The max freeplay your steering wheel should have is 30mm. You can measure this with masking tape and measuring tape. make a mark on the console somewhere and a mark on the steering wheel. Move the steering wheel to its end of the play and make another mark on the console and measure that. To diagnose the free play, get underneath the vehicle and grab and pull each component and check for looseness. The major cause of steering wheel free play is the inner and outer tie rod ends. Check the idler and pitman arms, steering gear mounts, wheel bearings, and steering shaft joints. If all of these are ok then you need a gear lash adjustment. Usually only on recirculating ball designs you can adjust the lash. These checks can be made by a visual inspection. You might need someone to help you rock the steering wheel back and forth while you feel and listen for any looseness and play in the suspension. Good Luck.

Why Is It Bad to Turn the Steering Wheel While the Car Is Stationary? 2

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How to Restore your Plastic Steering Wheel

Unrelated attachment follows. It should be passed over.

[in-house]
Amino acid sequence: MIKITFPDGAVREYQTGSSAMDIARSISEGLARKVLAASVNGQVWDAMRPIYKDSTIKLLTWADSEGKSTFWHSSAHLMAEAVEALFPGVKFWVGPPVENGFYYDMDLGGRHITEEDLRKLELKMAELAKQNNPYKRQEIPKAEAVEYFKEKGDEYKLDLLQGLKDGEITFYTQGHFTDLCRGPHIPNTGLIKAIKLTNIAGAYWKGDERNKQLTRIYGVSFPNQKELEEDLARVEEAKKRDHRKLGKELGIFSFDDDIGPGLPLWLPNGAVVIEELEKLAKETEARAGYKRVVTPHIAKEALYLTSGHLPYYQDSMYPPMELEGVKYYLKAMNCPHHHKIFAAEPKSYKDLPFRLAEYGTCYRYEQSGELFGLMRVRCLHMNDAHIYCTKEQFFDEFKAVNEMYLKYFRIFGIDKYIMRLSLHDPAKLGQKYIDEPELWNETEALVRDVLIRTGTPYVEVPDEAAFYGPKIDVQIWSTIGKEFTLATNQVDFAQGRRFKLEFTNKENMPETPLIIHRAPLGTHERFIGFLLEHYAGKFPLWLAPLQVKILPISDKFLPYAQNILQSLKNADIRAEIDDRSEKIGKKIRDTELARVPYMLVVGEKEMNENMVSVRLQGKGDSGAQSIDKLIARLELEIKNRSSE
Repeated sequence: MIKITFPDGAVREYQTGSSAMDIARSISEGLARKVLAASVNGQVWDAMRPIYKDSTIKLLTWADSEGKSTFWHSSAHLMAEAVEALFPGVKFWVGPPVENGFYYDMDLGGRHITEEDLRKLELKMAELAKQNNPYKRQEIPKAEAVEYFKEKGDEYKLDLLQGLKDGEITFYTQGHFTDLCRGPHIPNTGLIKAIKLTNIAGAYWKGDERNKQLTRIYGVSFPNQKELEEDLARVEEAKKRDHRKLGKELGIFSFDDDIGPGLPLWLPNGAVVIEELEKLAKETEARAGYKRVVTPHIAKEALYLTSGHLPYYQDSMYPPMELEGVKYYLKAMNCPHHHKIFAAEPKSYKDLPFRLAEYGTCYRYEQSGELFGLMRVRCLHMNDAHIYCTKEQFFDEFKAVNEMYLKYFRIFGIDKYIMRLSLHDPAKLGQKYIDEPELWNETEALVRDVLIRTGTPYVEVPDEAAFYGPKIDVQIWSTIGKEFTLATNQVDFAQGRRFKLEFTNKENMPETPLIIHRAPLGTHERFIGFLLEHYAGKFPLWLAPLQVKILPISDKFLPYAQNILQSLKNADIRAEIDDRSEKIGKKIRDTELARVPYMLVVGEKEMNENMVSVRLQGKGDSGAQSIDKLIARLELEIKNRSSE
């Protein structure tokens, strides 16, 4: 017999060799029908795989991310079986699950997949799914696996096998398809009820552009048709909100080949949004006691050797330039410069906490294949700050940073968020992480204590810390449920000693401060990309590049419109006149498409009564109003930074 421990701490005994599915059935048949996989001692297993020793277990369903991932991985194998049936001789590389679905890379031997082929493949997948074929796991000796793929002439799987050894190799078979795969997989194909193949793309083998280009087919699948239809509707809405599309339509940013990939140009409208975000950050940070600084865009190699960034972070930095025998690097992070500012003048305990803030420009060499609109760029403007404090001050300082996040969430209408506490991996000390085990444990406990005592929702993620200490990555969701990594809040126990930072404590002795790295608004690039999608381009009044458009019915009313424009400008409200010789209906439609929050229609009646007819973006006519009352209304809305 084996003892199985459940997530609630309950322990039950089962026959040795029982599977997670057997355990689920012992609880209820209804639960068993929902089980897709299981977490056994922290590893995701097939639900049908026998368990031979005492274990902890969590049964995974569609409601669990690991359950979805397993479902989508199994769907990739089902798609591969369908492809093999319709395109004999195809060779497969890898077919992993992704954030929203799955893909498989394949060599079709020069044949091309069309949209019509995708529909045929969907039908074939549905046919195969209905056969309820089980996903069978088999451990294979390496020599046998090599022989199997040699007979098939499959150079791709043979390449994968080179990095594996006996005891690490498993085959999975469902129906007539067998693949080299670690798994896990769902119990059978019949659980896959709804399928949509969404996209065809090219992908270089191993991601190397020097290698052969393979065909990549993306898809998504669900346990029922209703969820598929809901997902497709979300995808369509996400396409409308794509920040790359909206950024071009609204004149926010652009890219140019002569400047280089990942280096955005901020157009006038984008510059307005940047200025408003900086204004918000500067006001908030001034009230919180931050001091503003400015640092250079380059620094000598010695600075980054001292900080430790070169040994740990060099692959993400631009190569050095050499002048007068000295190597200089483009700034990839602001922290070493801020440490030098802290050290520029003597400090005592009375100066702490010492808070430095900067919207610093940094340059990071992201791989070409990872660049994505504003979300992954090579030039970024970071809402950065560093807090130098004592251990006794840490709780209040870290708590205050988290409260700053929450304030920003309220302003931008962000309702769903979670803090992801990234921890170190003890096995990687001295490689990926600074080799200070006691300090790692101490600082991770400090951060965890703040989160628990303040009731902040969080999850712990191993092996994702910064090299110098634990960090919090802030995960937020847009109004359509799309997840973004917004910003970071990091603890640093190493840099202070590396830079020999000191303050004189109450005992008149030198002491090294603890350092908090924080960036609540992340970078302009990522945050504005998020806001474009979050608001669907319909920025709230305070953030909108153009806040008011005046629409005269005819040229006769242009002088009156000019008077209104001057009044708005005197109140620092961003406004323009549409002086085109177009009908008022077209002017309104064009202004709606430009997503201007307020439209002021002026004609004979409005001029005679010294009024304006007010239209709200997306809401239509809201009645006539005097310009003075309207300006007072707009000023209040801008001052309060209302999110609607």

Be sure to also see How to Make Your Own Wood Steering Wheel and Banjo Lessons: Steering Wheel Restoration A simulated wood-grain steering wheel made of plastic was standard equipment on 1967 Corvettes, and plastic-rimmed steering wheels were the order of the day from the late 1940s through the mid 1970s for most American-made cars. Over time, these steering wheels are prone to cracking, especially in areas of the country where the temperature changes significantly from summer to winter. You can send your plastic-rimmed steering wheel out to a professional restoration/refurbisher and pay between $100-$200 to have the job done, you can purchase a replacement wheel for $300 or you can do the job yourself for under $60 total and have plenty of material left over for other projects. And since we like to keep our car restoration project's cost to a minimum, this is what we decided to do. It's not a hard job, but it does take time since there are several steps involved. Here's how to go about it. After spending quite a bit of time trying to match the color of the wheel to automotive paint charts with no success, I decided the only way to get an exact match was to mix my own paint. A trip to the local hobby/model shop was made and these Testors Gloss Enamels for Plastics were purchased: #2732 Engine Red, #1124 Green and #1144 Gold. They come in 1/4-oz. bottles and cost about $1.50 each. I used the cap from a 35-mm film container as a mixing tray. Some plastic-stemmed cotton swabs and a disposable art brush are also required. Depending on the color of your steering wheel, you may not have to go through this tedious trial-and-error mixing process to achieve the right shade. In addition to automotive paint touch-up stick colors, be sure to check nail polish colors to see if you can find an acceptable out-of-the-bottle match for your wheel's color. You can use a coffee stirrer or another swab stem to thoroughly blend the green, red and gold paints together. It is absolutely imperative that you mix these colors thoroughly. When mixed, apply a drop to the steering wheel to check the color match, but make sure you do this color-check in daylight. If necessary, you can add a drop or two of red to lighten the shade of brown, or a drop or two of green to darken it. Be sure to wipe your sample drops from the wheel with a clean cloth before they dry. Adjust the color as necessary until you are satisfied with the match. It should not be necessary to add any more gold to the mix, since you only want a hint of metallic in the final color.